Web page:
EMV was once viewed as an unnecessary cost for prepaid issuers, but the tides have changed. Learn how this standard can help fight new waves of fraud crashing into the prepaid realm.
EMV has been rolled out in the U.S. for three years now, though many are still unsure of how EMV can impact security at the point-of-sale (POS). Merchants bore the brunt of the changes, having to update POS systems to be EMV-ready or face the consequences of shifted liability after the October 1, 2015 cutoff date. Many rushed to update systems, train staff, and ensure that stores were completely EMV-compliant, while others lagged behind. Independent of merchant behavior, business continued as usual. It’s projected that total installed EMV terminals in the US will hit roughly 65% before the end of 2020.
While the change largely impacted credit and debit card users, issuers and the merchants that accept these forms of payment, prepaid cards were also an affected group. Prepaid card issuers face similar fraud and security risks as those associated with debit and credit cards—and more. Prepaid card issuers must be sure that their cards are functional across the globe, even at merchants that are EMV-capable. The transition—like with credit and debit cards—has not been seamless. We look at the continued importance of EMV, especially as it relates to prepaid card issuers.
Prepaid Card vs. Debit and Credit Cards
Prepaid cards differ from debit and credit cards exactly like they sound: rather than being linked to a bank account (like debit cards) or having the ability to draw funds on credit (like credit cards), prepaid cards allow users to spend money they have already loaded onto the card. As such, prepaid cards are more susceptible to fraud and theft because their equivalency is closer to cash than any other card. This is especially true as prepaid cards often have fewer consumer protections than credit or debit cards, depending on the amount of the card.
Open-loop cards have become especially popular. These cards, which are issued in partnership with the card brands (Visa, MasterCard, etc.), can be used anywhere those networks are accepted. In recent years, the Consumer Federal Protection Bureau (CFPB) has acknowledged this popularity and adjusted rules to offer consumers some protection around these cards. Most recently, the CFPB has released the following rules to extend protections on prepaid cards:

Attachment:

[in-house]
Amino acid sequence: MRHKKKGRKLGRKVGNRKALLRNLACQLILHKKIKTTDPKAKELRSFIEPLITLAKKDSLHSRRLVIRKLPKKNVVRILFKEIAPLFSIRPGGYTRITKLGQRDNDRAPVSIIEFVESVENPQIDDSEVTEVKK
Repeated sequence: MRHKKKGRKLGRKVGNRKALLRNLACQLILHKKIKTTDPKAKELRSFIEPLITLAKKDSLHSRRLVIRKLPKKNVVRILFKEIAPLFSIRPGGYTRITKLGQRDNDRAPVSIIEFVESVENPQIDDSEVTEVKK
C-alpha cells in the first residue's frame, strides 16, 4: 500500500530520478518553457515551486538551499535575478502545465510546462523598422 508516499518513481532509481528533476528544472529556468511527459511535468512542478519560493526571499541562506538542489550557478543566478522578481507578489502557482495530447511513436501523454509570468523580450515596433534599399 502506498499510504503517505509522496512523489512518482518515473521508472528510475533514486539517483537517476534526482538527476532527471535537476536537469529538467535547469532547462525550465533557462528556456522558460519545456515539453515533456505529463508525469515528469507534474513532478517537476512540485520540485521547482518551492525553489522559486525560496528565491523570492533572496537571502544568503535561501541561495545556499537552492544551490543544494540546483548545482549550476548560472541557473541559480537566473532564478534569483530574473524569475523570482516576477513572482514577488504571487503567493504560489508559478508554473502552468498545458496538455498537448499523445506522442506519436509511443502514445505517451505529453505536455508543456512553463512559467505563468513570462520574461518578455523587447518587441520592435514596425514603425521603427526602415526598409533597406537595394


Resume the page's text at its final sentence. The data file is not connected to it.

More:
Due to the complexity of implementation surrounding some of these rules, the CFPB has extended the effective date to April 1, 2019. Rules like this—and the quickly approaching deadline—put the impetus on prepaid card issuers to implement security measures on the cards they issue to ensure that fraudulent transactions are minimized.
The Role of EMV in Fighting Prepaid Card Fraud
Industry analysts note that general purpose reloadable prepaid cards have grown significantly from under $1 billion in 2003 and are expected to reach $116 billion by 2020. What’s more, as an increasing number of credit cards meet the new EMV standard, criminals have shifted focus to the less lucrative but less protected prepaid cards. FIS notes that about 3.4 million people lost control of their prepaid cards in 2017, triple the amount of 2016. This astounding number means that prepaid card issuers have a lot of work to do in security prepaid card transactions. EMV plays a critical role in this.
The reluctance on the part of prepaid issuers to adapt EMV capabilities once made sense; it seems an unnecessary expense with little promise of preventing the forms of fraud specific to the prepaid market. However, since fraudsters have now shifted focus to this realm, the urgency of the threat is apparent. Additionally, EMV migration is significantly less costly than it was even one year ago, thanks to emerging technology.
Perhaps the greatest indicator that the time is right for prepaid processors to issue EMV-ready cards is the rate of consumer acceptance. As traditional debit and credit cards have already made the transition, consumers have grown to accept and even expect this experience in all their payment card transactions. The near-ubiquitous nature of cards with the EMV chip has given consumers some added assurance that their payment cards are secure. It may be possible that consumers go out of their way to avoid cards that do not have this feature in the future.
In addition to offering more peace of mind to consumers, EMV also offers added benefits for prepaid issuers looking to implement emerging technologies into their products. EMV has positive ramifications that touch across mobile, wearables, and other emerging technologies.
While many prepaid issuers have been hesitant to support secure EMV issuance, the tides are changing. The shift of criminal focus from credit cards to prepaid and mag-stripe cards has put pressure on prepaid issuers to strongly consider the added security that EMV provides. In conjunction with new rules being rolled out by the CFPB, it behooves prepaid issuers to consider EMV compliance in issuing cards, especially as consumers grow more comfortable with this security measure and even come to expect it.